“We will bring him in. I think he’s got the type of game and a skill set that I think he could be very good playing for us. We’ll just have to see how he is, integrate him, continue to build. He’s a player who we’ve liked, and personal I’ve liked, for a long time. We’ll see how he fits into our mix.” — Coach Mike Budenholzer

I expect Dunleavy to be eventually moved, but I also wouldn’t be surprised either if Bud decided to keep him around. He’s a bit of a downgrade on Korver as a shooter, but still a very serviceable player. We’ll touch on that in just a sec.

What does this trade mean for the Hawks short-term?

Coach Bud has spoken about this already, confirming to Chris Vivlamore of the AJC what a lot of people already assumed would be a by-product of this trade: more minutes for Tim Hardaway Jr. and more minutes for the rookies, Taurean Prince and DeAndre Bembry. From Chris Vivlamore of the AJC:

With the departure of Korver, Budenholzer said he expects a bigger role for Tim Hardaway Jr. and more minutes for rookies Taurean Prince and DeAndre Bembry.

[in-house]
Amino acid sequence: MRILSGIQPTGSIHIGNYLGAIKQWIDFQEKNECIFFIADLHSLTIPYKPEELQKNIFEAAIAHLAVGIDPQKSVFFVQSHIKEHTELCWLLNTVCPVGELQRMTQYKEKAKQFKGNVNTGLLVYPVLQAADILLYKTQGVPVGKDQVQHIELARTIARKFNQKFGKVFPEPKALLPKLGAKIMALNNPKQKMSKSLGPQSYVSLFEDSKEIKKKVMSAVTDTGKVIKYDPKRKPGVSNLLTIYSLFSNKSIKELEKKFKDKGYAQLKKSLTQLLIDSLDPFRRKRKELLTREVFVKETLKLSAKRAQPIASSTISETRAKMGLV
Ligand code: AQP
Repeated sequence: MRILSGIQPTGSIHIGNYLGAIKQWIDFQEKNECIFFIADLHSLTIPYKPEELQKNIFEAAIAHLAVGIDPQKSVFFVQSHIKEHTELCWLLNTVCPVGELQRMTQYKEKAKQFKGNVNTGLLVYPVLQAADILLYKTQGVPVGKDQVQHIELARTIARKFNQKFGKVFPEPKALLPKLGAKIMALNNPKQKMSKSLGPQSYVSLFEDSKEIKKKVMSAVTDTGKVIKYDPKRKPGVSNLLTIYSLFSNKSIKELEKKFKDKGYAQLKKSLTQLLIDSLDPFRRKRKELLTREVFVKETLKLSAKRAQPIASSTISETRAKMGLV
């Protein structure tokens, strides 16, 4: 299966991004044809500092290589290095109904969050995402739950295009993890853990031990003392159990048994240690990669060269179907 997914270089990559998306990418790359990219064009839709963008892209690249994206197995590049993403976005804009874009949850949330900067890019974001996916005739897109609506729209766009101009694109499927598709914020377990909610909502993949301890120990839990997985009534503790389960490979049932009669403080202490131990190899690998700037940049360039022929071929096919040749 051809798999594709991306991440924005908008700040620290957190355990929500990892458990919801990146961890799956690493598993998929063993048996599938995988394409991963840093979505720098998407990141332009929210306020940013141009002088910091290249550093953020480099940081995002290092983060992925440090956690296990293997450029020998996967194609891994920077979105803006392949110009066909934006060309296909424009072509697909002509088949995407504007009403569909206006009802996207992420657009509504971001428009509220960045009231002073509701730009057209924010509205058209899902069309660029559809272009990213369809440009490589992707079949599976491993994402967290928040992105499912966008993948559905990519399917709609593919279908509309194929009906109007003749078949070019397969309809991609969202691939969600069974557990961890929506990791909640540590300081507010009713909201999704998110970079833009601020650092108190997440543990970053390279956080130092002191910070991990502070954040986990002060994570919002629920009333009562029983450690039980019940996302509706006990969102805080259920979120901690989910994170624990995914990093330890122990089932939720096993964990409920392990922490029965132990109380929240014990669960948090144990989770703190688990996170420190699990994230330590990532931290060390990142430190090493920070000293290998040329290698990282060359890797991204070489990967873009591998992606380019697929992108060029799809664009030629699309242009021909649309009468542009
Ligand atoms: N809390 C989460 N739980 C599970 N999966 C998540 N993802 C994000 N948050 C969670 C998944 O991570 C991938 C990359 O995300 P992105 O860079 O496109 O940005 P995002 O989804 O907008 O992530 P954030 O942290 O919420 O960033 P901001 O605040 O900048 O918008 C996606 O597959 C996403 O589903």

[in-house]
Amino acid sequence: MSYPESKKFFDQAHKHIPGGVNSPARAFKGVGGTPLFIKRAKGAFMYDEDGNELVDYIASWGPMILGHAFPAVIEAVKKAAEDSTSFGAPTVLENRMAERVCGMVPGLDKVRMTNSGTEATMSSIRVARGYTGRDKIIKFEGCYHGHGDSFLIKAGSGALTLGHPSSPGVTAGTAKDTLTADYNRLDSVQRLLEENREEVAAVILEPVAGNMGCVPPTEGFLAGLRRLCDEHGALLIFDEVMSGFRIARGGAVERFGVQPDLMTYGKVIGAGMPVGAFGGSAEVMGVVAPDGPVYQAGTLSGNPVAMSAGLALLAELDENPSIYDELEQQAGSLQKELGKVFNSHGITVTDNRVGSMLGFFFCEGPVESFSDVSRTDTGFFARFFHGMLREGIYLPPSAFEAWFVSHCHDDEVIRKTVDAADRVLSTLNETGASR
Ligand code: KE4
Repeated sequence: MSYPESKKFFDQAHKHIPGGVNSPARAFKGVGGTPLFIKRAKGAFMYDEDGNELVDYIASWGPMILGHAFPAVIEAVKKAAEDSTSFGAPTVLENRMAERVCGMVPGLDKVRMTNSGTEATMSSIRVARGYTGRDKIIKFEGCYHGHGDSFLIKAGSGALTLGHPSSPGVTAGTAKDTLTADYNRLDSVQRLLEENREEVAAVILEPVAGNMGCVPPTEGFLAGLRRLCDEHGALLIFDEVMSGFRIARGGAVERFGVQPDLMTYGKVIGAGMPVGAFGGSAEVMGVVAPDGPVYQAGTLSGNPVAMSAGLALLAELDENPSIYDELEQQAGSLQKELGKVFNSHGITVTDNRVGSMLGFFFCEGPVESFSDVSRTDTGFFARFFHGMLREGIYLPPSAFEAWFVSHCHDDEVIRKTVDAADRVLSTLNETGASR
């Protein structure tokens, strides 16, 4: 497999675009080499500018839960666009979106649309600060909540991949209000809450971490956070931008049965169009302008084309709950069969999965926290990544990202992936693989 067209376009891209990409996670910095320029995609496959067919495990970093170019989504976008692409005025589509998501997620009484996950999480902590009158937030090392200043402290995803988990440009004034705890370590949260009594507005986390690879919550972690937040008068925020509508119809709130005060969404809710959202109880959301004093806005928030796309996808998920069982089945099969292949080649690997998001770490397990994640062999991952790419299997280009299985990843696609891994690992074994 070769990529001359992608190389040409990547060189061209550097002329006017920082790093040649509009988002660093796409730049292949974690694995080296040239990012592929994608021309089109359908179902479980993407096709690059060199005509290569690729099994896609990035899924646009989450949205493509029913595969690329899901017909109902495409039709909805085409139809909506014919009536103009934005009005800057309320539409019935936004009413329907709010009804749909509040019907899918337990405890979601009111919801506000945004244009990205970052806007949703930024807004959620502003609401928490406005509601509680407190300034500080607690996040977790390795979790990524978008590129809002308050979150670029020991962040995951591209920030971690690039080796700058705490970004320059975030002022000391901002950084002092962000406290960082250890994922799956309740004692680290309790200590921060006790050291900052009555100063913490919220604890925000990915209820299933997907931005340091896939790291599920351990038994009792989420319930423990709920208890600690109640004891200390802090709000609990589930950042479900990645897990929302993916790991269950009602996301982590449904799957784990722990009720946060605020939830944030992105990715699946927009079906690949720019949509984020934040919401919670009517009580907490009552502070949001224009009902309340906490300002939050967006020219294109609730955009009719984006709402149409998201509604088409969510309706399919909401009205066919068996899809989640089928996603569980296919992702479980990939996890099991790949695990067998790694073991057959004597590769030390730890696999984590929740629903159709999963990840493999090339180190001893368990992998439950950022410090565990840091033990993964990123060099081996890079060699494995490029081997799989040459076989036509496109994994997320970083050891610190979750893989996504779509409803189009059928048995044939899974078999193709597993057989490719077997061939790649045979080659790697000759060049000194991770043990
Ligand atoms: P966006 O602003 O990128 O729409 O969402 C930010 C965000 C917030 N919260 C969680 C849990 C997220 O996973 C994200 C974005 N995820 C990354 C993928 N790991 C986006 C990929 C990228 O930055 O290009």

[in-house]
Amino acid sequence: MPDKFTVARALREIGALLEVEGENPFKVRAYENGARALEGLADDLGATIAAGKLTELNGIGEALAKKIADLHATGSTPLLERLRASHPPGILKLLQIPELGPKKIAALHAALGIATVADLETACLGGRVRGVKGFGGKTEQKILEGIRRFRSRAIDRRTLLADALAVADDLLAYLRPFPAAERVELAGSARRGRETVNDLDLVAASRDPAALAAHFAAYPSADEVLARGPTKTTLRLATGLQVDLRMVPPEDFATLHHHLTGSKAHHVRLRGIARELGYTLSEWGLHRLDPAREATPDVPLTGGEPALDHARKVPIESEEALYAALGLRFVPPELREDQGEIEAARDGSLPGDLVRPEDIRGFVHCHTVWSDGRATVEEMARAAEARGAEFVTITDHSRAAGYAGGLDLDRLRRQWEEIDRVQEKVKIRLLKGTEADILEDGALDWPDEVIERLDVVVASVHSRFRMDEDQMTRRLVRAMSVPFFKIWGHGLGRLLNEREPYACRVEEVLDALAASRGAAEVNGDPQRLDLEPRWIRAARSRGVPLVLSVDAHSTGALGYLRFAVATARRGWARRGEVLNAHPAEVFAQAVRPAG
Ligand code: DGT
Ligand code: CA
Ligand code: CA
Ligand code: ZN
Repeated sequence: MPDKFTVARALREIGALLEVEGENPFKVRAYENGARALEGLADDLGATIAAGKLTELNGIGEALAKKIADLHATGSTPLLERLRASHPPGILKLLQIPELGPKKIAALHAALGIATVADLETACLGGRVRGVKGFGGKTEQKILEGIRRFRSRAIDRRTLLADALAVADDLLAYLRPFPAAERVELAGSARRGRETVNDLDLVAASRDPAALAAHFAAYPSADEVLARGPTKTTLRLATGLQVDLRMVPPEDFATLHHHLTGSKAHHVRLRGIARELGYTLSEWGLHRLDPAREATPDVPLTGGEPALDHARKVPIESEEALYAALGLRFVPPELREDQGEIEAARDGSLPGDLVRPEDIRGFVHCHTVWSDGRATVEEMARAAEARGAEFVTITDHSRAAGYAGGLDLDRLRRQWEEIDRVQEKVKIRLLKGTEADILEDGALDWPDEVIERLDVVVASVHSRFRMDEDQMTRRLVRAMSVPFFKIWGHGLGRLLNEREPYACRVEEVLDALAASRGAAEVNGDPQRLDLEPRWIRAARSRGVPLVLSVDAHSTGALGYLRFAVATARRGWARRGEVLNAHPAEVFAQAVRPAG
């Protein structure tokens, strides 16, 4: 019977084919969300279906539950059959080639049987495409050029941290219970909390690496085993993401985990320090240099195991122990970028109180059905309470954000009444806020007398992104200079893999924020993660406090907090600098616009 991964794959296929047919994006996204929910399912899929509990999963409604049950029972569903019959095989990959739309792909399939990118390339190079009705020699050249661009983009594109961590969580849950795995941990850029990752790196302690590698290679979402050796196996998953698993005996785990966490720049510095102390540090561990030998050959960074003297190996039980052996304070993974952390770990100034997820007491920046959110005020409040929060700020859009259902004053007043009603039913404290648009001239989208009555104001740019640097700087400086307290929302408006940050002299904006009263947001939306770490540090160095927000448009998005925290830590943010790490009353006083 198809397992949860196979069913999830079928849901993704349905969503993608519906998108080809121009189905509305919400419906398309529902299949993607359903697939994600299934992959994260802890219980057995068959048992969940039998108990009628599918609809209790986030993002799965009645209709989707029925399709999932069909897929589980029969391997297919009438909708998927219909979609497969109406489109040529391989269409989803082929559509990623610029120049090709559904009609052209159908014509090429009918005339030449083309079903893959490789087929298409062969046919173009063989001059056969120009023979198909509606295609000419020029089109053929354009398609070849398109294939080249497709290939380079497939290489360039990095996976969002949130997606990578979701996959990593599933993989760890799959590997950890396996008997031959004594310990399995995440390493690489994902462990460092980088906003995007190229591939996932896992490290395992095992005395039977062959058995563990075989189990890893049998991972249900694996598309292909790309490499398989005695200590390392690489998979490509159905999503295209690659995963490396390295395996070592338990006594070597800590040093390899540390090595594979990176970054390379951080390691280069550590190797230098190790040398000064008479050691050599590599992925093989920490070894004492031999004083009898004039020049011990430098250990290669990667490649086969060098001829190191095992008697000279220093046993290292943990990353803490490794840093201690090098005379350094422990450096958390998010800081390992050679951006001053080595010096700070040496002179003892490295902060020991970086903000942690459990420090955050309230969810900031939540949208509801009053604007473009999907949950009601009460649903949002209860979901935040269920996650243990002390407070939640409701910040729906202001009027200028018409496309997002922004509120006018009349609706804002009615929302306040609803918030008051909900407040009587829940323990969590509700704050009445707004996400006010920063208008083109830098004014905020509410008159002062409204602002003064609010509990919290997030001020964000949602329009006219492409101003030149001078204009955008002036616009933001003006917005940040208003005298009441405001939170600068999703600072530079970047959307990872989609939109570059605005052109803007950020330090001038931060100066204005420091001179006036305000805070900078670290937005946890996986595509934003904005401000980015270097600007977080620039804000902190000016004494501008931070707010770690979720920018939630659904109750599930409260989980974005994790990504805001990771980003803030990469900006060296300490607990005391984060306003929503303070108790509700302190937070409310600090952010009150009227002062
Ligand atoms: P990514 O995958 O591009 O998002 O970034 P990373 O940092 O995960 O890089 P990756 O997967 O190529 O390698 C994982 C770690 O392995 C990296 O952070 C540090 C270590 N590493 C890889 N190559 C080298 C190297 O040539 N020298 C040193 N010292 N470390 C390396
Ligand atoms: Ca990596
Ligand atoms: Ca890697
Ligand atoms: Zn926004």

No real surprises here. Hardaway’s minutes had already increased from last season anyways (averaging 22 minutes per game this season compared to 17 minutes per game last season) but it seems like he’ll be receiving a few additional minutes. The big win here is for the rookies, who normally wouldn’t see game time unless there was an injury to one of the other wings in the rotation. For the immediate future it will be Taurean Prince who will see more game time as DeAndre Bembry is not with the team to Dallas due to personal reasons. Very unfortunate personal reasons…

The Hawks, however, do lose a veteran voice in the locker room and a tutor for the younger players in the locker room, not to mention their best perimeter shooter.